Java Reference
In-Depth Information
How It Works
To see how this really works, let's revisit our baseball statistics package that we started in
Chapter 2 . This seems like a simple package, so why would we worry about exceptions? We
push the hits and at-bats into the objects, get the statistics out, and that's it.
Except that we wouldn't want to have baseball statistics for players who had appeared only a
time or two. For statistics to make sense, there must be a floor on when you start to calculate
those statistics. Concentrating on the batting statistics, for example, we might decide that a
minimum of 10 at-bats need to be recorded by a player before we want to count any statistics
about the batting of that player. Otherwise, we will simply say that the player has not done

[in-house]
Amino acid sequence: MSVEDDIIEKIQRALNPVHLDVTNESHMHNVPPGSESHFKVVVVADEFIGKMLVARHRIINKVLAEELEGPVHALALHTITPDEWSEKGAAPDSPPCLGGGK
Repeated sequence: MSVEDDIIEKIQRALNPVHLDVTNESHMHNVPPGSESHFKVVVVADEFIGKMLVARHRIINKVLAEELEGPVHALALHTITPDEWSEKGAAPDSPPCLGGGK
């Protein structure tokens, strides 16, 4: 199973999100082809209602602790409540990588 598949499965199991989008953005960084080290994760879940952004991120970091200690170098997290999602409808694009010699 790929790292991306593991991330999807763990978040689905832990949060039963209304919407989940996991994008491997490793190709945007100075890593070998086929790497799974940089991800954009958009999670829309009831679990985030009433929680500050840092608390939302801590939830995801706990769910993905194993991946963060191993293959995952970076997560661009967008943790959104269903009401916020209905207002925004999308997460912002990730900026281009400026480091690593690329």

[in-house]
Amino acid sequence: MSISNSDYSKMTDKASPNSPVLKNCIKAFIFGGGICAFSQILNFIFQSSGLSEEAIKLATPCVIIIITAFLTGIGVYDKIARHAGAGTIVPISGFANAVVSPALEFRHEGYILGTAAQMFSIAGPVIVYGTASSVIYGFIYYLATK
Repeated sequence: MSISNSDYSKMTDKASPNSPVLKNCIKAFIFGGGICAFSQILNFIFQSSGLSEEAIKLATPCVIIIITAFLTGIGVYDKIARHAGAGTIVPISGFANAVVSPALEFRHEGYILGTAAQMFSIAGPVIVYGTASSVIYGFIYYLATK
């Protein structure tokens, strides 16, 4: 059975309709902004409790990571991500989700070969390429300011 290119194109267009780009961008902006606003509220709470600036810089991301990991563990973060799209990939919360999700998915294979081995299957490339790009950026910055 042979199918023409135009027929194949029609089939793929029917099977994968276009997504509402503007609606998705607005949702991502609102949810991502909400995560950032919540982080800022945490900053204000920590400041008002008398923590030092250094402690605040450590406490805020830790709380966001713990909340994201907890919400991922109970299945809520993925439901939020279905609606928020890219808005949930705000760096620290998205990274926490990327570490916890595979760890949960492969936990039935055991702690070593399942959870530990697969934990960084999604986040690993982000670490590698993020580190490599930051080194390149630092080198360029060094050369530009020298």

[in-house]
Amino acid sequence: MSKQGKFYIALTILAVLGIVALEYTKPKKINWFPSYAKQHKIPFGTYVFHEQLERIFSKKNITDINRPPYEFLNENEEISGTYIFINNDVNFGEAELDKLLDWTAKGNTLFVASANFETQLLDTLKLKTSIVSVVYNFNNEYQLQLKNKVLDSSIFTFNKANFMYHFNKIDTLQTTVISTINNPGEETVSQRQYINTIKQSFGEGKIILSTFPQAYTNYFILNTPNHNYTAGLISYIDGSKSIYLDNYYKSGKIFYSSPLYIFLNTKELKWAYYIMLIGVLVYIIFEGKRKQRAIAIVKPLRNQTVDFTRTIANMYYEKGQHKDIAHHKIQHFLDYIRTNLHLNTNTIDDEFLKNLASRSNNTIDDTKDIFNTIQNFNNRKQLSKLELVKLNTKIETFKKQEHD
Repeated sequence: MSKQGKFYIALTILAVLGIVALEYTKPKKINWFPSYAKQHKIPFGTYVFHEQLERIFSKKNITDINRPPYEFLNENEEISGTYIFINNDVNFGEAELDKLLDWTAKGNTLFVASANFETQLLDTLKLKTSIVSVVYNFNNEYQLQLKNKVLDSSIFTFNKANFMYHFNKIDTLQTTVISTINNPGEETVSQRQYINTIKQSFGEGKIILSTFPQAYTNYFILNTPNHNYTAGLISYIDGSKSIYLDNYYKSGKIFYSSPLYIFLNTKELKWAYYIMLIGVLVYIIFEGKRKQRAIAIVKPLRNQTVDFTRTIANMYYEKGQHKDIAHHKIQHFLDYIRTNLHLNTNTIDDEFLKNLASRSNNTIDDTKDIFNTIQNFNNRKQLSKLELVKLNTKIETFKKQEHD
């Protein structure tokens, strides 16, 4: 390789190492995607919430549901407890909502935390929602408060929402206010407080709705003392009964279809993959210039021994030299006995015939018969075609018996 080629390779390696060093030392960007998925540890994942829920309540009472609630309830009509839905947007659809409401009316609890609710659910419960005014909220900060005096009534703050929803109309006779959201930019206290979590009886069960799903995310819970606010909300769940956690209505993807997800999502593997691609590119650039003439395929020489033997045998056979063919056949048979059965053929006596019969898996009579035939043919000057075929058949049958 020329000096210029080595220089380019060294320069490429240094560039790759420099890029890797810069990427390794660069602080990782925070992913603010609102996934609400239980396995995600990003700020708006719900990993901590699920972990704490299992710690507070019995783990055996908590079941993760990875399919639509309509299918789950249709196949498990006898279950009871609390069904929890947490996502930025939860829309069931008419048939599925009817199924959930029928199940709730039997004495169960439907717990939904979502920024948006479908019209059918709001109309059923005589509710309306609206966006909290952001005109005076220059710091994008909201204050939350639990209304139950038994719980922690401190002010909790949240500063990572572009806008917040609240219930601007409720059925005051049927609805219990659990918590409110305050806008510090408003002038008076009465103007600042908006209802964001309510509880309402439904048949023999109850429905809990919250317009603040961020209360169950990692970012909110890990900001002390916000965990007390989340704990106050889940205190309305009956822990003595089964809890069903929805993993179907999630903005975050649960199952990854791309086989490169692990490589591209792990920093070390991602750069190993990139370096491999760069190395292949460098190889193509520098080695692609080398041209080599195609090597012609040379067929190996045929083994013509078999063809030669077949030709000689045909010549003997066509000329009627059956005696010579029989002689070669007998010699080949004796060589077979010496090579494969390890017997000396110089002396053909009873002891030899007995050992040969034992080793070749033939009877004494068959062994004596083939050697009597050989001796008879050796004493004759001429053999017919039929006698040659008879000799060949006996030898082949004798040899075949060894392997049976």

enough to get an answer when asked about, say, his batting average or on-base percentage.
To do this, we first have to define an exception that can be thrown when a player's statistics
are invalid. Earlier we saw a sketch of the NotEnoughAtBatsException class; now we will
look at one that we might actually use (in this case, adding the needed Javadoc):
package examples;
* Exception thrown when a batter has not had enough attempts to make
* the batting statistics valid. The exception contains both a string
* indicating the reason for the exception, and the number of additional
* at-bats a player needs before the particular statistic is considered
* valid.
public class NotEnoughAtBatsException extends Exception {
static final long serialVersionUID = 1;
private int atBatsNeeded;
* Basic constructor, taking the reason and the number of
* additional at-bats needed for a statistic to be valid
* @param message
* @param needed
public NotEnoughAtBatsException(String message, int needed) {
super (message);
atBatsNeeded = needed;
* Returns the number of at-bats needed for this exception to
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